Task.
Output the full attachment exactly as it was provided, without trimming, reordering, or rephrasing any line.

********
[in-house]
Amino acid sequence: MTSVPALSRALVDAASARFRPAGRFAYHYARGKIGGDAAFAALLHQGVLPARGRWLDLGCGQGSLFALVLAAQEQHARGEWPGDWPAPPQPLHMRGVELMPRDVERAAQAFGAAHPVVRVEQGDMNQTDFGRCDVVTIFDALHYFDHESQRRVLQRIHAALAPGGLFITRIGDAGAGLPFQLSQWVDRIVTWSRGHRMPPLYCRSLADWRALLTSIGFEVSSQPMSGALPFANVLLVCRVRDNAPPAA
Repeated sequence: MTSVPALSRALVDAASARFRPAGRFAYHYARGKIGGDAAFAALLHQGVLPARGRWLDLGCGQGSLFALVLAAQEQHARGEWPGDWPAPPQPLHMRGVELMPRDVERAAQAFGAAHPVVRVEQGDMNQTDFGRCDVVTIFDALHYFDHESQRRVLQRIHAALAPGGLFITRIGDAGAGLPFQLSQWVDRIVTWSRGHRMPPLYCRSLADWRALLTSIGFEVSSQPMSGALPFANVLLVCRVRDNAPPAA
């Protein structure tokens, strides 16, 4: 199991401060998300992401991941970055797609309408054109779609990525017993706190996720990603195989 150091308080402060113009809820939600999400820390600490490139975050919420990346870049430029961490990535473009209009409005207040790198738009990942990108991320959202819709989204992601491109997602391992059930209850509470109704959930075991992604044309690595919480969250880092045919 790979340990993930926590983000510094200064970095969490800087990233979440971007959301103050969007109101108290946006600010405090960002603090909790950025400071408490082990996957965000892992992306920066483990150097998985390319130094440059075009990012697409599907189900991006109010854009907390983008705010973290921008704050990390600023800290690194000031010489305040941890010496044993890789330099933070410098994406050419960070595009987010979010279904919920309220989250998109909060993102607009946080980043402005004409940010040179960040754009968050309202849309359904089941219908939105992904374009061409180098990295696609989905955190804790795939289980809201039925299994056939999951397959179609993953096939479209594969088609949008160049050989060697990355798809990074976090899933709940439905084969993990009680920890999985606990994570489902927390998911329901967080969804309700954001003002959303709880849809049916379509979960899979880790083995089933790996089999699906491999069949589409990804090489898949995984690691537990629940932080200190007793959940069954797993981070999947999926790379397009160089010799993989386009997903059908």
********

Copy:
[in-house]
Amino acid sequence: MTSVPALSRALVDAASARFRPAGRFAYHYARGKIGGDAAFAALLHQGVLPARGRWLDLGCGQGSLFALVLAAQEQHARGEWPGDWPAPPQPLHMRGVELMPRDVERAAQAFGAAHPVVRVEQGDMNQTDFGRCDVVTIFDALHYFDHESQRRVLQRIHAALAPGGLFITRIGDAGAGLPFQLSQWVDRIVTWSRGHRMPPLYCRSLADWRALLTSIGFEVSSQPMSGALPFANVLLVCRVRDNAPPAA
Repeated sequence: MTSVPALSRALVDAASARFRPAGRFAYHYARGKIGGDAAFAALLHQGVLPARGRWLDLGCGQGSLFALVLAAQEQHARGEWPGDWPAPPQPLHMRGVELMPRDVERAAQAFGAAHPVVRVEQGDMNQTDFGRCDVVTIFDALHYFDHESQRRVLQRIHAALAPGGLFITRIGDAGAGLPFQLSQWVDRIVTWSRGHRMPPLYCRSLADWRALLTSIGFEVSSQPMSGALPFANVLLVCRVRDNAPPAA
């Protein structure tokens, strides 16, 4: 199991401060998300992401991941970055797609309408054109779609990525017993706190996720990603195989 150091308080402060113009809820939600999400820390600490490139975050919420990346870049430029961490990535473009209009409005207040790198738009990942990108991320959202819709989204992601491109997602391992059930209850509470109704959930075991992604044309690595919480969250880092045919 790979340990993930926590983000510094200064970095969490800087990233979440971007959301103050969007109101108290946006600010405090960002603090909790950025400071408490082990996957965000892992992306920066483990150097998985390319130094440059075009990012697409599907189900991006109010854009907390983008705010973290921008704050990390600023800290690194000031010489305040941890010496044993890789330099933070410098994406050419960070595009987010979010279904919920309220989250998109909060993102607009946080980043402005004409940010040179960040754009968050309202849309359904089941219908939105992904374009061409180098990295696609989905955190804790795939289980809201039925299994056939999951397959179609993953096939479209594969088609949008160049050989060697990355798809990074976090899933709940439905084969993990009680920890999985606990994570489902927390998911329901967080969804309700954001003002959303709880849809049916379509979960899979880790083995089933790996089999699906491999069949589409990804090489898949995984690691537990629940932080200190007793959940069954797993981070999947999926790379397009160089010799993989386009997903059908």